What if.. X-29 was offered for FX

helmutkohl

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So near the end of the Carter administration, the FX was proposed as Carter didn't want to export the latest and best and wanted instead. sell modern F-5 type of aircraft to foreign countries.
This resulted in the F-5's evolved evolution, the F-20. But in real life, Reagan eventually relaxed the exports, the F-16 was sold and the F-20 disappeared.

So what if in this alternative history, another "evolved F-5" with an F404 engine, was offered for export. the X-29!


Either
A. the X-29 competed directly against the F-20 for the FX to export to foreign countries (perhaps unlikely since the X-29 used alot of Nothrop parts)
B. Northrop never developed the F-20 and instead, worked with Grumman to together, propose the X-29. Perhaps against the F-16-79

For this to happen timeline wise either
1. Grumman proposed this a few years earlier to meet Carter's announcement
or
2. Reagan kept the FX and export restrictions instead of relaxing it.


what countries would be interested in it?
How do you think it would perform? especially as a light weight, frontline fighter like the F-5 was
Could it compete against the Gripen or early F-16s?

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The X-29 first flew in 1984 a little while later, the aircraft also had no weapons. Still I think their was a hope at Grumman it would lead to some sort of fighter in the 90s. With the F404-402 or F414 it could have been a little bastard to deal with.
 
The main thong here is that the X-29 was a technology demonstrator. No real thought was given to mass production, so I'm not sure it would be easy and cheap to start pumping fighters out for export.

While it would never happen because of the timeline and Northrop would be competing against itself, it might have been interesting if Grumman made a plan for the start for mass production techniques employed in the X-program, and after verification teamed with Northrop to assemble/re-build old F-5 airframes for foreign customers to an X-29 based form.
 
Also FSW would need to demonstrate some advantages... which it didn't.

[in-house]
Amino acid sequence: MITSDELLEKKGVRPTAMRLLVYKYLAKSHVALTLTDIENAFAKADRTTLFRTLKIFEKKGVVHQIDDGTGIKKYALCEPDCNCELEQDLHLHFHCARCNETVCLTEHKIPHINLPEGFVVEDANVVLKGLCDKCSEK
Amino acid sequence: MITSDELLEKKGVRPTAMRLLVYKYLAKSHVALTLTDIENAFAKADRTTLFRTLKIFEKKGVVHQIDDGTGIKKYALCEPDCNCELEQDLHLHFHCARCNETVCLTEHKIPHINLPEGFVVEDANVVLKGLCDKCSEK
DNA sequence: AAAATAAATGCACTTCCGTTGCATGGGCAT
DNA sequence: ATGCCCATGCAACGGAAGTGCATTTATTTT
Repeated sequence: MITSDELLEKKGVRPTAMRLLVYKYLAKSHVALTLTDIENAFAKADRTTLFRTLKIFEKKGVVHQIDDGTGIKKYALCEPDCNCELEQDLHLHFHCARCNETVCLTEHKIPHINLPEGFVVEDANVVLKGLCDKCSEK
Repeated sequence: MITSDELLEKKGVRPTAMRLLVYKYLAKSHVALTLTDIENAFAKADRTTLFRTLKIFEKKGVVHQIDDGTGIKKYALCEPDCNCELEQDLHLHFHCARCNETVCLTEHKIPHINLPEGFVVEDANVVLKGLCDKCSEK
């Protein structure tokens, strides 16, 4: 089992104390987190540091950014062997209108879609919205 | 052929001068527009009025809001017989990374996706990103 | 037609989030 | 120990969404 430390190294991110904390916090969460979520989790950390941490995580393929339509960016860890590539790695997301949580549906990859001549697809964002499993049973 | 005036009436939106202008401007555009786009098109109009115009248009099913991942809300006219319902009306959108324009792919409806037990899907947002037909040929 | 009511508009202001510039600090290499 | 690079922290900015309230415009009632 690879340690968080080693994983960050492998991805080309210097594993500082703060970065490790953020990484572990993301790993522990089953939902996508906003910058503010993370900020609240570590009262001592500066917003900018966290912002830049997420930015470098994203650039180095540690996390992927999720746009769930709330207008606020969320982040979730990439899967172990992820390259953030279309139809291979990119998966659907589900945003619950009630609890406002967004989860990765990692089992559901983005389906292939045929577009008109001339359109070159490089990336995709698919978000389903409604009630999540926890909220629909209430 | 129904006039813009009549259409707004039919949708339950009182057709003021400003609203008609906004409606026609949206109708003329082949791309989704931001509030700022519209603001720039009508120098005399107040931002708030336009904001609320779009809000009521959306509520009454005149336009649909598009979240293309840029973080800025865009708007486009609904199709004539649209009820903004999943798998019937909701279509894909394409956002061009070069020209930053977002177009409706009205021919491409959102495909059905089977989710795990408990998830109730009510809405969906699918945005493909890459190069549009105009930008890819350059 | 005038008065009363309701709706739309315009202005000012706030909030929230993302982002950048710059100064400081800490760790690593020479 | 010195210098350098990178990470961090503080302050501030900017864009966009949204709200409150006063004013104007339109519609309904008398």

Had much the same high-alpha performance as the later HARV without the thrust-vectoring. Wasn't there some limitation imposed by the flight control computer that they thought they could improve with better/faster computing? FSW is certainly no panacea for performance, and carries plenty of penalties, but I'm not sure it's fair to say it offered no advantages.
It's like everything else in the tug-of-war for requirements. Some pluses, some minuses. So far the minuses have prevented finding a solid use case. Difficult to see one in the future since extremely high-alpha is increasingly being recognized as less useful, and more complicated for signature reduction. I like the quip I once read (I think it was here) something to the effect of "we need to revisit it occasionally to remember why we didn't go down that road last time".
 
The main drawback may have been the cost (a bigger conventional wing F-20 was envisioned but rejected for that reason). The X-29 had the biggest single piece carbon wing of the time, probably very expensive.

But the idea is seductive, and that Top Gun (X)F-20-9 with Ferris camo is hot!
 
Also FSW would need to demonstrate some advantages... which it didn't.
Had much the same high-alpha performance as the later HARV without the thrust-vectoring. Wasn't there some limitation imposed by the flight control computer that they thought they could improve with better/faster computing? FSW is certainly no panacea for performance, and carries plenty of penalties, but I'm not sure it's fair to say it offered no advantages.
It's like everything else in the tug-of-war for requirements. Some pluses, some minuses. So far the minuses have prevented finding a solid use case. Difficult to see one in the future since extremely high-alpha is increasingly being recognized as less useful, and more complicated for signature reduction. I like the quip I once read (I think it was here) something to the effect of "we need to revisit it occasionally to remember why we didn't go down that road last time".
The other down side is that newer air-to-air missiles can turn much tighter than any manned airplane. They can easily maintain 10 or 20 Gs that would kill a human pilot. Also newer HUD helmets allow pilots to launch missiles at major off-bore angles ... say 90 degrees off the nose.
Finally, larger missiles have proven reliable at beyond visual range, at night, in clouds, etc.
 
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